Statement on the EU service package
The European Council of the Liberal Professions (CEPLIS) is the only European organization bringing together the bodies federating the liberal professions at the level of Member States and those that represent specific professions at the level of the European Union.
CEPLIS has read with great interest the package of measures that the European Commission has published the 10th of last January, aiming at making it easier for companies and professionals to provide services to a potential customer base of 500 million people in the EU. Our Council has set up an ad hoc Working Group in order to further study the Commission's document as well as the future initiatives of the Commission stemming from it and to monitor the discussions that it is undoubtedly going to generate amongst stakeholders. The following lines constitute our first statement on the Package.
Our Council agrees with the European Commission on the fact that the services sector needs a fresh boost in order to better benefit consumers, job seekers and businesses and to generate more economic growth across Europe.
Cutting red tape and simplifying procedures and administrative formalities in the context of the provision of services within the Single Market is essential. Liaising with a single interlocutor in their own country and in their own language is also essential to all those who wish to fully benefit from the advantages of European Union membership in the field of their professional activities. Obviously, as Vice-president of the Commission, Jyrki Katainen, pointed out, these evolutions must be absolutely compatible with the maintenance of high standards for consumers and workers. Quality of services and of professional advice must be Europe’s Trademark.
In this spirit CEPLIS welcomes the initiative of the European Commission with the understanding that the current text is a good basis for a necessary discussion involving stakeholders, EU institutions and national administrations. This discussion is in our view absolutely necessary in order to clarify some aspects of the present text, such as, for example, the potential links between the proposed e-card and the European professional card.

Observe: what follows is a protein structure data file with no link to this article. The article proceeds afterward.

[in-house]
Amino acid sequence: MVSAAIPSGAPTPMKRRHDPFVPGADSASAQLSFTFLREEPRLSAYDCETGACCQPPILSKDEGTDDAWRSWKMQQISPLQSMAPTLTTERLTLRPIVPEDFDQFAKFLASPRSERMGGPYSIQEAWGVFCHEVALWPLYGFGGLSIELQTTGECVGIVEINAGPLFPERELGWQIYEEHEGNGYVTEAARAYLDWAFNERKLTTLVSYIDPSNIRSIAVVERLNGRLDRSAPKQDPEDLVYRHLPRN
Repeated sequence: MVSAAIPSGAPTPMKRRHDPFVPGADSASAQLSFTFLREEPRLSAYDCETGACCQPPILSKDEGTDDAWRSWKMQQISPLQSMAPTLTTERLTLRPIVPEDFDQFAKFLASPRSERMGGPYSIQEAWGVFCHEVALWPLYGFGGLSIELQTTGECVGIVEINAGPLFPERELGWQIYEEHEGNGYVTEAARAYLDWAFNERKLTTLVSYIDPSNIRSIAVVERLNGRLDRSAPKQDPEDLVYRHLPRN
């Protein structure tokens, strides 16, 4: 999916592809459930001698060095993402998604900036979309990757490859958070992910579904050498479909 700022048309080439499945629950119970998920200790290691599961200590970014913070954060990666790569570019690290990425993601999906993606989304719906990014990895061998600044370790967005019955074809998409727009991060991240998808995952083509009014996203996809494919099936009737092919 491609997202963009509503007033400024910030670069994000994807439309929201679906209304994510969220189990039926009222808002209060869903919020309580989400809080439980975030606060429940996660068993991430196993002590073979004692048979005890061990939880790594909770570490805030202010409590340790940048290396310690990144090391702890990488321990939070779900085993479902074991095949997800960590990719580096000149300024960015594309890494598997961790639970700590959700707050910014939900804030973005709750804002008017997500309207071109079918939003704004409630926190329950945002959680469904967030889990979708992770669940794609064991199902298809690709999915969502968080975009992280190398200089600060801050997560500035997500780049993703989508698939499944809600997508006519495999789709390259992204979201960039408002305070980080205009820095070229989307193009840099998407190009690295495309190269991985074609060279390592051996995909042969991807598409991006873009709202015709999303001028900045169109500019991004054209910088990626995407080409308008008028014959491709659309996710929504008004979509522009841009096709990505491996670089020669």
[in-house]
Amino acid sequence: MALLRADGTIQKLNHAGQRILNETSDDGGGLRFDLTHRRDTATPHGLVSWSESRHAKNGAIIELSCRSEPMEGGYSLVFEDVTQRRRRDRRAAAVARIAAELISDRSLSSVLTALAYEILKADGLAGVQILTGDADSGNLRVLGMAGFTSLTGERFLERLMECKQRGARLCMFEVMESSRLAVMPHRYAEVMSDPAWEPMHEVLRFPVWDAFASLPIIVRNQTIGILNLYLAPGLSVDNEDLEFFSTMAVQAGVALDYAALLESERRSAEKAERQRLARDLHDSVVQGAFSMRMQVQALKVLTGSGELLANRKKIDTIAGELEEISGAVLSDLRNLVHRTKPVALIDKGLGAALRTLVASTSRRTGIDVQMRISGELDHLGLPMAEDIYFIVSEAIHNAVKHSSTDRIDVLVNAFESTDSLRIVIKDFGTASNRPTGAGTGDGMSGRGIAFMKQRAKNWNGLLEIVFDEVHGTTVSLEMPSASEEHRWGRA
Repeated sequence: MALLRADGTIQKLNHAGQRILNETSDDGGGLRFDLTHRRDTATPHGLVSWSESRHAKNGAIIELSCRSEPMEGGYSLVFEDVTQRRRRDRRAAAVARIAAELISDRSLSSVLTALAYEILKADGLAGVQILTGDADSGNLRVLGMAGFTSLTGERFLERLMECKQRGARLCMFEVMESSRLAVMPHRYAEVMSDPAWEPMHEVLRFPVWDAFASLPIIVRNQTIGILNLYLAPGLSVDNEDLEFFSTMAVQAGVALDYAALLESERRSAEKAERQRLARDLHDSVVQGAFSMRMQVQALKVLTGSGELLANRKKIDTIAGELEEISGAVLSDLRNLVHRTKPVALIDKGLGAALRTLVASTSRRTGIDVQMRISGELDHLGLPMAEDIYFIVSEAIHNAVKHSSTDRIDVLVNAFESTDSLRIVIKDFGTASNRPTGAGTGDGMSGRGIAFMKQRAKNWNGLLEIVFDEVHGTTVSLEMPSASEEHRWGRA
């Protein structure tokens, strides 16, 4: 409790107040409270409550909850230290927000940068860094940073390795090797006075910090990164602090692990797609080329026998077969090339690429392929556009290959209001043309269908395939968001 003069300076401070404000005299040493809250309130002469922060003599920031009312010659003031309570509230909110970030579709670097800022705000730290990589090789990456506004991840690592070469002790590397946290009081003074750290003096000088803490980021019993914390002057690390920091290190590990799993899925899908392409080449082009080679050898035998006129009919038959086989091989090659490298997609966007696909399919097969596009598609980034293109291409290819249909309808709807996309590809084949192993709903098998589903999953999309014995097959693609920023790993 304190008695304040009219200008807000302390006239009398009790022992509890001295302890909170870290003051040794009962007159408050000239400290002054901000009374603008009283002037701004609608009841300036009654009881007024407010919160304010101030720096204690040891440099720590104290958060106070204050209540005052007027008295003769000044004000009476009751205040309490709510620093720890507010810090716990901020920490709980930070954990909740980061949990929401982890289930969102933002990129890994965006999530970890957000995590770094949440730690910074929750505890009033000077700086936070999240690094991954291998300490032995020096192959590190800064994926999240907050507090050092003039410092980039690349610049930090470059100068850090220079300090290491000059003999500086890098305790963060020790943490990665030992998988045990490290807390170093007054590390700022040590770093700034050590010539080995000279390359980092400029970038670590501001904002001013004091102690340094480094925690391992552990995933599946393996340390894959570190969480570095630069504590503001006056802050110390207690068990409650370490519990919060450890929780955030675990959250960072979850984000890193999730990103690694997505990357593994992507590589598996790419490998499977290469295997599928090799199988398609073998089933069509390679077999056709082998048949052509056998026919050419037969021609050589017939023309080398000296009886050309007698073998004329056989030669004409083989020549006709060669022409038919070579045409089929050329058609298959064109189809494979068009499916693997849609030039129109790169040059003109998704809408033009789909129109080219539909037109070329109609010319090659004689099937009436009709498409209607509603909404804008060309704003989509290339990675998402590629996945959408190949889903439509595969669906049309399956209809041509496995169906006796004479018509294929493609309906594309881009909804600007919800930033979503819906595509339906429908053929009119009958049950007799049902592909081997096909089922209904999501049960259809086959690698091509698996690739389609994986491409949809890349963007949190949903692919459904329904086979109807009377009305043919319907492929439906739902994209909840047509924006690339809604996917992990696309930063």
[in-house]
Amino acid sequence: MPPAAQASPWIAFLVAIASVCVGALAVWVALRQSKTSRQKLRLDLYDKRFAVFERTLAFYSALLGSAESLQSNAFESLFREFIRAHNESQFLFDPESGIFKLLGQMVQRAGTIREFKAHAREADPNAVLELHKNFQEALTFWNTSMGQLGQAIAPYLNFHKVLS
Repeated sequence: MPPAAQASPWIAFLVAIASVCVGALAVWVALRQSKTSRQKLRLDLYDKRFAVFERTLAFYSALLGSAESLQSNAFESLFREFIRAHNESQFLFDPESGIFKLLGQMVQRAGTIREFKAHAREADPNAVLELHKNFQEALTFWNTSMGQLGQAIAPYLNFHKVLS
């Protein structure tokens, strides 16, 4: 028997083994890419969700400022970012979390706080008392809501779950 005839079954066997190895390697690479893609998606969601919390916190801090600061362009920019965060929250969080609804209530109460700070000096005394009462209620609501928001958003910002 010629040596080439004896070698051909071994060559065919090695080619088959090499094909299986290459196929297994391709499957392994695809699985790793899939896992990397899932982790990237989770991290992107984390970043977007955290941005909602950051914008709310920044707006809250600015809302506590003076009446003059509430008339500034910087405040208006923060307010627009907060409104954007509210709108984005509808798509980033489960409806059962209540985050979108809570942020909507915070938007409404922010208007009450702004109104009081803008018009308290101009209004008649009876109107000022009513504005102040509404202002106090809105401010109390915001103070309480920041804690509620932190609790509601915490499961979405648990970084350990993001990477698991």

Our Council feels in fact that it is necessary to avoid any overlap between the two above mentioned instruments and to examine the possibility of establishing a maximum fee to be paid by the service provider for obtaining the e-card in order to avoid substantial price differences between Member States.
CEPLIS notes that the European Commission calls upon Member States to asses national rules on professional services in order to get rid of unnecessarily burdensome and outdated regulation. Our feeling is that this assessment and the proportionality test introduced by the European Commission, should be accompanied by clear guidelines aiming at assisting the Member States to implement them in their legislative systems. Launching the process for the adoption of a new Directive that would establish an obligation for Member States to abide with the proportionality test, could in fact cause considerable confusion amongst national administrations and professional bodies, with negative consequences for the market. The sector of services in the EU is in fact already the object of two Directives, who have both been adopted after elaborate consultations with the stakeholders and broad consensus. Introducing further European legislation in the field risks to complicate and delay the very procedures we all wish to simplify and shorten.
We also note that a study funded by the European Commission is currently ongoing on the link between professional regulation and quality of services. We are persuaded that the outcome of the study in question is undoubtedly going to demonstrate the importance of this link. It is obvious that the study's results should feed in all national assessments of professional regulations.
Our membership, national inter-professional associations and European mono-professional bodies, are 100% eager and ready to assist Member States as well as those responsible of the said study in their tasks.
Our aim is solely to make sure that all regulations relating to our sector warrantee the right of patients and clients to the highest possible quality of advice and care, whilst safeguarding public health and safety.
Our sector that of the Liberal Professions, who is one of the rare job producers that best resisted to the last economic crisis is currently one of the biggest agents of growth in the framework of a knowledge-based economy. Making Europe “a global hub for providing, buying and developing new services" is also our aim. And we firmly believe that it is especially the quality of our work that could make us to achieve this goal.